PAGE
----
Flashy cars and beautiful women are the outlet for the creativity of many digital artists. Femke Snelting tells a story in three parts about the roles these models play in F/LOSS art.
This article contains images which are not licensed under our normal CC-BY-SA or compatible image policy. They are used here either with permission, or under Canada's Fair Dealing doctrine.
For a community energized by sharing, mixing and exchange, to identify with such over-engineered proprietary status symbols is bordering on perverse.
Inkscape 0.48 with Ferrari by Gilles PinardScribus 1.2 cvs with Renault Roadster by unknown illustrator
Just before the release of Inkscape version 0.45, core team member Bulia Byak asked for help. He needed Inkscape artists to showcase recent additions such as clipping, masking and especially blur. In a message to both the developer and user mailing lists he wrote:
One thing I would like to request in particular: A car. It would be very nice to have a complex, detailed, photorealistic SVG image of a shiny impressive car.
An image of a broken light bulb would probably be sufficiently complex and shiny to showcase the photorealism that Inkscape is capable of, but Bulia listed several arguments to explain why he felt car images would be desirable. First of all, “cars are sexy (for many people, anyway).”
Blender 2.5 with Opel GT by Rogério PerdizScreenshot of Xara Xtreme, version unknown. Viper car image courtesy of José de Jesús Campoy Arce
A first encounter with Libre Graphics tools will most likely involve an automobile. In galleries, tutorials and screen shots, cars prominently and consistently figure as the subject of choice. Mixed in with other interesting topics such as romantic portraits, baby pictures, an art catalogue, fantasy characters and wild-life scenes, cars appear to be indispensable for demonstrating what Free, Libre and Open Source graphics software is capable of.As a female feminist without a driving licence, how do I address the disproportionate amount of cars in the context of this issue on gendering F/LOSS? I myself might prefer public transport, but other women love cars and probably dream of something more exciting than driving the practical family sedan.
The typical car appearing in software screen shots is definitely not in the reasonably priced category. Scribus features a Renault Roadster; Blender an Opel GT, a gleaming Audi G8, a BMW M5, a Mercedes G and a Lamborghini Gallardo. Inkscape includes yet another Lamborghini Gallardo, a Ferrari plus an unidentified sports car that looks like a vintage Porsche.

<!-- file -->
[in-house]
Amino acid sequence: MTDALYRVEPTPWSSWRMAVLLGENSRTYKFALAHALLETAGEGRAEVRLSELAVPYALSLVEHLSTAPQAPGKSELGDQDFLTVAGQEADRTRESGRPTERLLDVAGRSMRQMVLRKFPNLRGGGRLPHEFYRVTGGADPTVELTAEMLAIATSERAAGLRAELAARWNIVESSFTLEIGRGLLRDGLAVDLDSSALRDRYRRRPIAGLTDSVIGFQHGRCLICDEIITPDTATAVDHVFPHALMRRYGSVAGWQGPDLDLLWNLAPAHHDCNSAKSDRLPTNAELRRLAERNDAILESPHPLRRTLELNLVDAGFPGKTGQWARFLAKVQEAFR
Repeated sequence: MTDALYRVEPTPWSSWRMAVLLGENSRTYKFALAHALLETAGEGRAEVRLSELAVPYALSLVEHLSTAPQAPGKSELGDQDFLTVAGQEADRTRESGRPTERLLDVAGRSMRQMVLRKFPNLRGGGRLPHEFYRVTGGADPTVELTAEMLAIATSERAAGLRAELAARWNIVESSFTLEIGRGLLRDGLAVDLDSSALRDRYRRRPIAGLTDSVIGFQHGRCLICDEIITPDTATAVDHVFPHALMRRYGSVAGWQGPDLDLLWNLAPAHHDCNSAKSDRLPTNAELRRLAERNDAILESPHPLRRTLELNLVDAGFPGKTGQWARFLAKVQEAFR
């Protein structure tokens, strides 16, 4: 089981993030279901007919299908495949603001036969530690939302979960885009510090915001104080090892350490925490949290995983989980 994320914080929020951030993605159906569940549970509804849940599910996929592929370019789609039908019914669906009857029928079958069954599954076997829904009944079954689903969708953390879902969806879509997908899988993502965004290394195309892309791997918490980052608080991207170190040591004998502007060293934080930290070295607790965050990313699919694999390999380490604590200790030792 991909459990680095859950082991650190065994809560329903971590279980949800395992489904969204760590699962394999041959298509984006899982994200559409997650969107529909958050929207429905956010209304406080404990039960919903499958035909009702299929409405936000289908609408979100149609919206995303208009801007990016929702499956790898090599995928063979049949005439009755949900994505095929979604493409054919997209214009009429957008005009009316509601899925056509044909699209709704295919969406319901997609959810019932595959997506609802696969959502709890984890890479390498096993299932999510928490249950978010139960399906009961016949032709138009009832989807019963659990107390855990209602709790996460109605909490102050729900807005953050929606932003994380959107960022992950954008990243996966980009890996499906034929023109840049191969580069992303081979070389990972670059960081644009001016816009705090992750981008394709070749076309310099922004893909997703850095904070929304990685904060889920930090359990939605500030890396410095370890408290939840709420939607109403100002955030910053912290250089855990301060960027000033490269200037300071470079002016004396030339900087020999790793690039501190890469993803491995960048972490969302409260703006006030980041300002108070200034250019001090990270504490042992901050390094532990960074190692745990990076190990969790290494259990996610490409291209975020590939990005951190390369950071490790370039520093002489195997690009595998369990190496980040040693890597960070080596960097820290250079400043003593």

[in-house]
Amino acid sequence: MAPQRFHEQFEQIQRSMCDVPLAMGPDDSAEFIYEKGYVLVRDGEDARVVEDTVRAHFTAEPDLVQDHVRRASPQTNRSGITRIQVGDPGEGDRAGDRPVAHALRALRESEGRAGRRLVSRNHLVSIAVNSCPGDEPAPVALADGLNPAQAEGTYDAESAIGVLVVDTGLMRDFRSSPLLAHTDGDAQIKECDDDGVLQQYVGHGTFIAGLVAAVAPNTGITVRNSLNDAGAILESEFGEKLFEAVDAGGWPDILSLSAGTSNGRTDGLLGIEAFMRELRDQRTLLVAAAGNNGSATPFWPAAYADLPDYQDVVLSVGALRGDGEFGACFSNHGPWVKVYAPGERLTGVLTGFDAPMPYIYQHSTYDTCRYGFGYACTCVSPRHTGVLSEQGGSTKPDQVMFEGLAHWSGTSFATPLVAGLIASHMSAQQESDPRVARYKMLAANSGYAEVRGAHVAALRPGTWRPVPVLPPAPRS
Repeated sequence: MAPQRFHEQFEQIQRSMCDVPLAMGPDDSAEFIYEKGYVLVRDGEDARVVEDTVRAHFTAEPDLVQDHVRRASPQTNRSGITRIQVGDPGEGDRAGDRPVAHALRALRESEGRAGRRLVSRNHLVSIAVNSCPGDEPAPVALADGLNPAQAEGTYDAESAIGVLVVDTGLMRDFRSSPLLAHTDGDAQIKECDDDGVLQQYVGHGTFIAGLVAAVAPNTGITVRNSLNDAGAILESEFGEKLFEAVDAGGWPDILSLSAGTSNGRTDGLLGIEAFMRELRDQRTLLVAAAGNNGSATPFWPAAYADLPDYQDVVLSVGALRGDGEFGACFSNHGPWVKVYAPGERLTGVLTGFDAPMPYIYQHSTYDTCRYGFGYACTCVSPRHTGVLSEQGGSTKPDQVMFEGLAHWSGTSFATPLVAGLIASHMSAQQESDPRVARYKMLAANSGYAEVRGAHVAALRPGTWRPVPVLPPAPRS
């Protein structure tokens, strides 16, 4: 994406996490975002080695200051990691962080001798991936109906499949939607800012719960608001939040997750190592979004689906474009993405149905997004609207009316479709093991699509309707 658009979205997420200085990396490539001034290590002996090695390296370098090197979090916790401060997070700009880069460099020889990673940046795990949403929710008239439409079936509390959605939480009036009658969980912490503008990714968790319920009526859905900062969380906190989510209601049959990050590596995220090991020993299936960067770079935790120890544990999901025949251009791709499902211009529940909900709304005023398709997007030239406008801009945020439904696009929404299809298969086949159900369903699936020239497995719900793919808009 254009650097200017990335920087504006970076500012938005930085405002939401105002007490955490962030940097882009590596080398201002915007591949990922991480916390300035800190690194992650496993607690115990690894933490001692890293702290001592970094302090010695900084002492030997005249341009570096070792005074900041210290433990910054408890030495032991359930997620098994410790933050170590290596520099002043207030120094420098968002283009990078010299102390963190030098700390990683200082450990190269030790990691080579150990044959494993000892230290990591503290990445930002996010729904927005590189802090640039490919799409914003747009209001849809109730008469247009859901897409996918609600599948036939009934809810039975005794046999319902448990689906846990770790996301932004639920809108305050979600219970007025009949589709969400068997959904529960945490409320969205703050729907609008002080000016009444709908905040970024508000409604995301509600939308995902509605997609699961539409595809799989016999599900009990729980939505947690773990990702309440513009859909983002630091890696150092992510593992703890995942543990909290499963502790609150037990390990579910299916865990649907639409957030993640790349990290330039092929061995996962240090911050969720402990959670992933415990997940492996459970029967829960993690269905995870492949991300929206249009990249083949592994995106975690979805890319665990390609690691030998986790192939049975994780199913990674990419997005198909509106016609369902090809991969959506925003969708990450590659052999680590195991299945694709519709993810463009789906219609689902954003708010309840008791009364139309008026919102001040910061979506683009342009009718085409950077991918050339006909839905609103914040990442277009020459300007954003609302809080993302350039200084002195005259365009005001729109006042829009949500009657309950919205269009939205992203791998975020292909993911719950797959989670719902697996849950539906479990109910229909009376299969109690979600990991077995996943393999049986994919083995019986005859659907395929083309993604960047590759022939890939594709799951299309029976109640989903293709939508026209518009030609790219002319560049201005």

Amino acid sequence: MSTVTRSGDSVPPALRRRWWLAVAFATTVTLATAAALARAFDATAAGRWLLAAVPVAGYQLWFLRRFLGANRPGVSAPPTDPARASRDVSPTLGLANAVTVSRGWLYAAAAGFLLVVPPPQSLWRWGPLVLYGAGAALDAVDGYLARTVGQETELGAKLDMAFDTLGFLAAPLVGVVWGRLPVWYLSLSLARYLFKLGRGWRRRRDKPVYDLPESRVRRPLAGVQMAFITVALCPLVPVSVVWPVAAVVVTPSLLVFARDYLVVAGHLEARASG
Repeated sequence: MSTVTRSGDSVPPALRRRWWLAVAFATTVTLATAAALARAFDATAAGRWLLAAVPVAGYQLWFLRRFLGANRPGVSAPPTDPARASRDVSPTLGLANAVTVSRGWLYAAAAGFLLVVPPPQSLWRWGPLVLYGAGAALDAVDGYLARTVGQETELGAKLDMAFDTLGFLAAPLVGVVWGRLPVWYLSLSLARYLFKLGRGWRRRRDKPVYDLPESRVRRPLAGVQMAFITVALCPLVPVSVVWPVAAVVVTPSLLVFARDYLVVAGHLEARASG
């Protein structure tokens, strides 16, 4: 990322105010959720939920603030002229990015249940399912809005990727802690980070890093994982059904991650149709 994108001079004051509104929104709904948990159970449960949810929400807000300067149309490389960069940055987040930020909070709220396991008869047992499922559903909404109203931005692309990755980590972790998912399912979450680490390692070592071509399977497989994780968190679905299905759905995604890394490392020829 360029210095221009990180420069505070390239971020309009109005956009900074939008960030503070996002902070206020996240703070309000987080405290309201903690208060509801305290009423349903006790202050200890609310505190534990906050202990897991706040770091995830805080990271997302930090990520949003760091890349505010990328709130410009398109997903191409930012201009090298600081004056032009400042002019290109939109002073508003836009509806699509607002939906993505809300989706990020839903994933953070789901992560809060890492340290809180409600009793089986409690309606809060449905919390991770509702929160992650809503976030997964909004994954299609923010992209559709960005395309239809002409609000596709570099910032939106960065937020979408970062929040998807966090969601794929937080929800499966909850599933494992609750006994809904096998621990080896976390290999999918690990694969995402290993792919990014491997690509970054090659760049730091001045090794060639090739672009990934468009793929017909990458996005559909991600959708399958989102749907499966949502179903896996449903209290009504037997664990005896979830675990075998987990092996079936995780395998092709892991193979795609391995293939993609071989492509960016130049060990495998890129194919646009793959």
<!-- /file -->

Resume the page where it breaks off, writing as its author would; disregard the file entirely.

Bulia Byak continued his request by explaining that cars would be easy to draw because “you don't need to be much of an artist for that, you just need patience, Inkscape skills, and a good photo to start from.” He then pointed out that Xara Xtreme, a competing Open Source vector editor, successfully used “amazing” car images for its promotion.
Michael Grosberg and Konstantin Rotkevich ignored the insult and each responded with a skilfully rendered image. Two luxury cars could now be packaged and distributed as sample files with Inkscape 0.45.
The Gaussian Blur filter support in Inkscape 0.45 made possible some extremely photorealistic art. This Lamborghini Gallardo was created by Michael Grosberg based on a photo and uses blurs extensively for soft shadows and halos around bright reflections. http://inkscape.org/screenshots/?lang=es&version=0.45
Lamborghini Gallardo by Michael GrosbergPhotorealistic car by Konstantin Rotkevich
Those bright reflections are not just innocent dream images. Glamorous cars sell the idea that exclusivity, advanced technology and speed are linked to excitement, respect and success. For a community energized by sharing, mixing and exchange, to identify with such over-engineered proprietary status symbols is bordering on perverse. It means negating everything that makes Free, Libre and Open Source software desirable.
“Guys, if you think the new Sintel is more realistic, warrior-like or even sexy, here's my advice: Stop downloading anime, turn off the computer, get out of the basement and meet some real females. You're in for a big surprise.”
Isabella by Nyxia a.k.a. Angela Guenette (2008, all rights reserved)Female Warrior Character concept art by David Revoy (2009, CC-by SA)
Surprising both the official jury of the Blending Life Challenge1 and members of blenderartists.org, newcomer Nyxia aka Angela Guenette came out first in the category “photo-realistic human.” The prize included one year of premium access to a database of royalty free photo references offered by sponsor 3d.sk. Winning the contest meant above all that the Blender community noticed her skills and talent.
I admit that Nyxia's is my favorite, based purely on beauty. (Looking like a dream date)
My girlfriend walked in the office while I was reading this post. Her: “Oh, she's pretty.” Me: “That's actually a model.”
At around the same time, Blender foundation chairman Ton Roosendaal started preparing for a third Open Movie with a core team of script writers and concept artists. From the beginning of the project, their mind was made up: The follow-up of Big Buck Bunny would be a real film and the main character a warrior girl.2